March 16, 2009 | last updated March 24, 2012 10:47 am

Tech And Soft Skills In Demand | Health care, biotech companies share workforce needs

Not everyone can be a doctor or a scientist with a Ph.D., but that doesn't mean they can't work in health care or biotech companies.

So said employers recently at a panel discussion on the workforce needs of health care, biotech and biomedical companies held at Worcester State College by the Colleges of Worcester Consortium.

Diverse Needs

A wide range of workers will be needed, according to representatives of several health care and biopharmaceutical companies. The fields in demand include: certified nursing assistants, medical assistants, those with associate's degrees in nursing or allied health fields, manufacturing jobs that require bachelor's degrees and IT jobs of varying levels as more and more institutions move to electronic records.

The companies represented on the panel were the UMass Memorial Health Care of Worcester, St. Vincent Hospital of Worcester, Bay State Health of Springfield, Genzyme of Boston and Framingham and Cubist Pharmaceuticals of Lexington.

All three hospitals said they need registered nurses, but they also need a variety of other professionals.

"Technology in health care is transforming almost every area," said Patrica G. Webb, senior vice president and chief human resources officer of UMass Memorial. That means clinicians who have mastered technology as well as technicians who can handle the computerization of many health care aspects will do well in the coming years, she said.

UMass Memorial has 13,500 employees now, and will need workers in administrative, clerical, financial and accounting, maintenance and other support staff in the years ahead.

"We haven't always done a good job of telling people about the different options," she said. She also stressed that students wondering where they could fit in a health care company should consider supply chain, legal and regulatory positions, because the need for them will only grow in the future.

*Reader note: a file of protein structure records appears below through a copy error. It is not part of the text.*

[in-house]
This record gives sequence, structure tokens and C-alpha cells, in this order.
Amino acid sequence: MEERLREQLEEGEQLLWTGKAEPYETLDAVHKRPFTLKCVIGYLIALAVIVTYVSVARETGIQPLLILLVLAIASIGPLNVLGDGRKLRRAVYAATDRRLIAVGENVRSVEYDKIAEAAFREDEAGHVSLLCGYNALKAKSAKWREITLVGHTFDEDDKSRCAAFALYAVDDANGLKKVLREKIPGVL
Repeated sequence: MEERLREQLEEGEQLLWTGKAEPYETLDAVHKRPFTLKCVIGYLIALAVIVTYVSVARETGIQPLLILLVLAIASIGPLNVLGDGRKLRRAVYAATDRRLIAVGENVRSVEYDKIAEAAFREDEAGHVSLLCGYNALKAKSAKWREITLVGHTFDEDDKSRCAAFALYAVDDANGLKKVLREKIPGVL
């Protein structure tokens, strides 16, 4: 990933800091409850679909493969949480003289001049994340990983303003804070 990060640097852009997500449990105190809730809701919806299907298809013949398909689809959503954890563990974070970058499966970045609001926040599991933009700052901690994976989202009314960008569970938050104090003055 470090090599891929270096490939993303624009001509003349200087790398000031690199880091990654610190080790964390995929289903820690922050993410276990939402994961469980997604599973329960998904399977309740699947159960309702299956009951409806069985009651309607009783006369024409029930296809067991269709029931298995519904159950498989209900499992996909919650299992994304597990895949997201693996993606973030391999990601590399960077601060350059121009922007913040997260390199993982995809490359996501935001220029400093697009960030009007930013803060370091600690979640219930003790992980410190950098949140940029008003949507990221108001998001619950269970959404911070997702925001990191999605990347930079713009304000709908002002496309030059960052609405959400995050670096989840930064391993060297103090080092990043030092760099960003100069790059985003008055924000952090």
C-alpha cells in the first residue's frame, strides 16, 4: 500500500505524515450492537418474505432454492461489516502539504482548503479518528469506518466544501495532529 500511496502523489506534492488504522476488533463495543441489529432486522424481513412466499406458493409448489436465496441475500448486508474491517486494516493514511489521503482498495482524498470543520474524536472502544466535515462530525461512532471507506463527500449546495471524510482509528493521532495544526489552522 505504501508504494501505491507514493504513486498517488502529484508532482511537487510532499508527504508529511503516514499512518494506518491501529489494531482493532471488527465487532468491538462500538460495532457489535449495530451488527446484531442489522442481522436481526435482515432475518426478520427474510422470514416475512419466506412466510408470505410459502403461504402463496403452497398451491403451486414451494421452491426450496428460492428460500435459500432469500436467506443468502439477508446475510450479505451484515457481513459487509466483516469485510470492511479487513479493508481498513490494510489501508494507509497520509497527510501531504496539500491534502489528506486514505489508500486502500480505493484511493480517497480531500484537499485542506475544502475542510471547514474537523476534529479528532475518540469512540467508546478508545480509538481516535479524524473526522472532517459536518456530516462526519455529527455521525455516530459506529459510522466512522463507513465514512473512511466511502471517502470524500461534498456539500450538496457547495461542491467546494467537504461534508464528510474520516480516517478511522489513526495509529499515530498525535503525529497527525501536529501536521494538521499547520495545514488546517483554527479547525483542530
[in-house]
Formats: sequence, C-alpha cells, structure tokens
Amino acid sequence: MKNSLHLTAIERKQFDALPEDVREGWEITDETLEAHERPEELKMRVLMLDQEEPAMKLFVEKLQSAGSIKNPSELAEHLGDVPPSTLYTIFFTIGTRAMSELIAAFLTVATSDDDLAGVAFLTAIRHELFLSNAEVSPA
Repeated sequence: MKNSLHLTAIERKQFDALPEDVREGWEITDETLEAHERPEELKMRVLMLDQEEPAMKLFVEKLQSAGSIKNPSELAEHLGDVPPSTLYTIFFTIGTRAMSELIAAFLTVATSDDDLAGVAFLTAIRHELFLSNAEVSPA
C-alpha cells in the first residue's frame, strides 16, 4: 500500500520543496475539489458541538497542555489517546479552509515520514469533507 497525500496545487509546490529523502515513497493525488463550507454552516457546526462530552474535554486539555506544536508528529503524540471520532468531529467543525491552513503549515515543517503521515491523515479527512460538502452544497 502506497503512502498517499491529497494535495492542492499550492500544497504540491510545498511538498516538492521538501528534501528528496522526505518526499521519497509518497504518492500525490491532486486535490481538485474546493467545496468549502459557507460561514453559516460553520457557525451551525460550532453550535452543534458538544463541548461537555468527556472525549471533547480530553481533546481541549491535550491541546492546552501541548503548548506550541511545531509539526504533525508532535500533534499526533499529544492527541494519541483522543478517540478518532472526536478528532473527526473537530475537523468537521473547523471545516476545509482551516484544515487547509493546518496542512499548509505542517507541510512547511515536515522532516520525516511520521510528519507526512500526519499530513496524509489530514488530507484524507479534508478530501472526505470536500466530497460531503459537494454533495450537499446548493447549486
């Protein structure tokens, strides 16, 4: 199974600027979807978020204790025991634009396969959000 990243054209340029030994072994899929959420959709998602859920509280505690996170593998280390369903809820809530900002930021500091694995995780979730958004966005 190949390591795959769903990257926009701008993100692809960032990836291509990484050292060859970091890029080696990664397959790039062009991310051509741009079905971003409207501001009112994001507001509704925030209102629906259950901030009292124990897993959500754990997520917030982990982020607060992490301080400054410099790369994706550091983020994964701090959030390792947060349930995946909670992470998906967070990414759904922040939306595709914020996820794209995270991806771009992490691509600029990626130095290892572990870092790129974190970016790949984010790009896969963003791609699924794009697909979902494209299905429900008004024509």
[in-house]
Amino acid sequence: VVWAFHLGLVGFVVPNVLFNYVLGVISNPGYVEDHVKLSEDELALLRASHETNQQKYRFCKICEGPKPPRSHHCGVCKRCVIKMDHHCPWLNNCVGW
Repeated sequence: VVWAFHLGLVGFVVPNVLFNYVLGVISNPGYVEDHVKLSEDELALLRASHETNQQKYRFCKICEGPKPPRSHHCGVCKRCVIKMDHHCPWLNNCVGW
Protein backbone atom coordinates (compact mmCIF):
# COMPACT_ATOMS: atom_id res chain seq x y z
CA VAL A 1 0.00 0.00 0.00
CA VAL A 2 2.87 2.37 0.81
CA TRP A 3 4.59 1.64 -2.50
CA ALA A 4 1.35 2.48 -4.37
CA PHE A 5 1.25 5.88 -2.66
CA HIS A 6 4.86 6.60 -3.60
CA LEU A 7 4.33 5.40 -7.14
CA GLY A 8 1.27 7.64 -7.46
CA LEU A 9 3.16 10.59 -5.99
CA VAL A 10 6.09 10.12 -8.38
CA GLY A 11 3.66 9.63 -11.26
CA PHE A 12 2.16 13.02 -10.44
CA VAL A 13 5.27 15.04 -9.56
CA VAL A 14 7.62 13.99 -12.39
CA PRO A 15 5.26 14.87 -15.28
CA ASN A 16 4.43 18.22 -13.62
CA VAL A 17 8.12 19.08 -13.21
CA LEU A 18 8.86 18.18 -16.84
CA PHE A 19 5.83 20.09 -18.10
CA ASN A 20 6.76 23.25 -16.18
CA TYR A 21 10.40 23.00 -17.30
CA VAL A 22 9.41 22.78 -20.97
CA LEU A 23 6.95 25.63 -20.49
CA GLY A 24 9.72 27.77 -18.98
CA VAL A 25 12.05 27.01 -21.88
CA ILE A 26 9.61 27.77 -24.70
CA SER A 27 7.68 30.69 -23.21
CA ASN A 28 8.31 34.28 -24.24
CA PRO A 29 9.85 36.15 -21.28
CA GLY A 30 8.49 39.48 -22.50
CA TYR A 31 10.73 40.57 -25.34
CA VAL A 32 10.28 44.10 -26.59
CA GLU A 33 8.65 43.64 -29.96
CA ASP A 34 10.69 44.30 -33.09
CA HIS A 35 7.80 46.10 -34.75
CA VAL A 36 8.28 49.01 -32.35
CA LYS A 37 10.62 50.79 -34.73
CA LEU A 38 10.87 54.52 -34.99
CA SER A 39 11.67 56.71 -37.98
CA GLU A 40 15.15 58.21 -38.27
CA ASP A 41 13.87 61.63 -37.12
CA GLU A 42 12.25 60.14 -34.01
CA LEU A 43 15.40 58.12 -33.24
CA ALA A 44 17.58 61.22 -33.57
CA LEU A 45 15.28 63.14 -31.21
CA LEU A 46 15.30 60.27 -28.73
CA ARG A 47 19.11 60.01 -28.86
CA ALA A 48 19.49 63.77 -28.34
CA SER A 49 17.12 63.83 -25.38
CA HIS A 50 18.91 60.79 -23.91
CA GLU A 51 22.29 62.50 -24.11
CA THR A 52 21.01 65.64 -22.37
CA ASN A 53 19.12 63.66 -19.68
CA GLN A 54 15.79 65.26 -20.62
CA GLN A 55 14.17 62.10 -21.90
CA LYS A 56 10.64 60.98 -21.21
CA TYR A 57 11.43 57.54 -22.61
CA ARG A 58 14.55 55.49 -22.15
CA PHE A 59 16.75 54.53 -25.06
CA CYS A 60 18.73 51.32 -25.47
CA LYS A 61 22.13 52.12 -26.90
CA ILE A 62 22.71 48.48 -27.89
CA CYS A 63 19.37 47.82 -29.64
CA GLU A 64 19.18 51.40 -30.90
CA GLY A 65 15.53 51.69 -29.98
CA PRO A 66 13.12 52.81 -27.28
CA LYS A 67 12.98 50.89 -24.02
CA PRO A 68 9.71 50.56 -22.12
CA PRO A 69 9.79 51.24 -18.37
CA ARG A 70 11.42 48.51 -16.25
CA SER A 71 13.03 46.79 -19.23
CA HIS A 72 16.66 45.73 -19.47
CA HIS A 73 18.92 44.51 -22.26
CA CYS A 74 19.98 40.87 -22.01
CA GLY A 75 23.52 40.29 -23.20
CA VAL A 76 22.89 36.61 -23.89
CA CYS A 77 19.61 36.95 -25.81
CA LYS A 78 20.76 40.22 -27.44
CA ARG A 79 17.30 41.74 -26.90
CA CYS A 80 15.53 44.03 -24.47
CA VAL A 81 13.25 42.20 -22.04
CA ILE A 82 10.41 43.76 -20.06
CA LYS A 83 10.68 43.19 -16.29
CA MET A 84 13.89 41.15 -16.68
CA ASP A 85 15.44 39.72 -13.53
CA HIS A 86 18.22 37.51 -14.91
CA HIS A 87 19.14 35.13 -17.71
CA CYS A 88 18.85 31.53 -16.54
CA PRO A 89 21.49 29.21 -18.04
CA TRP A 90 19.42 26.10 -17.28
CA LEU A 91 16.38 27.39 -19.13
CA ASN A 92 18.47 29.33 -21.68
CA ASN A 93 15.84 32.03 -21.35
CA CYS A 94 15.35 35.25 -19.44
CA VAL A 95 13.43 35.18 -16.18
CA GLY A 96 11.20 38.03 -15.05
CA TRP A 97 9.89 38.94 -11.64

Webb did not project UMass Memorial's future needs number-wise, but if it's anything like the future needs of Springfield-based Bay State Health, it will be huge.

Jean Jackson, Bay State's vice president of workforce planning, said her employer will need a staff of 18,500 in 10 years, up from its current workforce of 13,500. Bay State believes it will need physician's assistants, nurse practitioners, pharmacists, surgical, medical and radiology technologists, and physical, occupational and respiratory technicians.

But if students, or anyone for that matter, want to succeed, they also have to develop so-called "soft skills." Whether someone works well with others, is a good team member and can communicate verbally and in writing are all important skills that employers want in workers. But it's even more than that.

"There are four generations in the workforce now," said UMass' Webb. It's important to be able to get along with people who are different racially and ethnically, but also those of several different ages, she added.

Both Genzyme and Cubist Pharmaceuticals Inc. of Lexington will mostly need scientists with Ph.Ds, but also those with bachelor's degrees in the sciences. Genzyme will likely need lower-level employees in its new manufacturing operation in Framingham, which is still under construction. But people skills will be just as important at biotech companies as it is at health care companies.

"If you cannot communicate and are not capable of relationship-building in a cross-functional way, you will not succeed at Genzyme," said Angelique Torres, a recruiter at Genzyme, which is based in Cambridge, but has several facilities in Framingham and one in Westborough.

Got news for our Biotech Buzz column? E-mail WBJ Staff Writer Eileen Kennedy at


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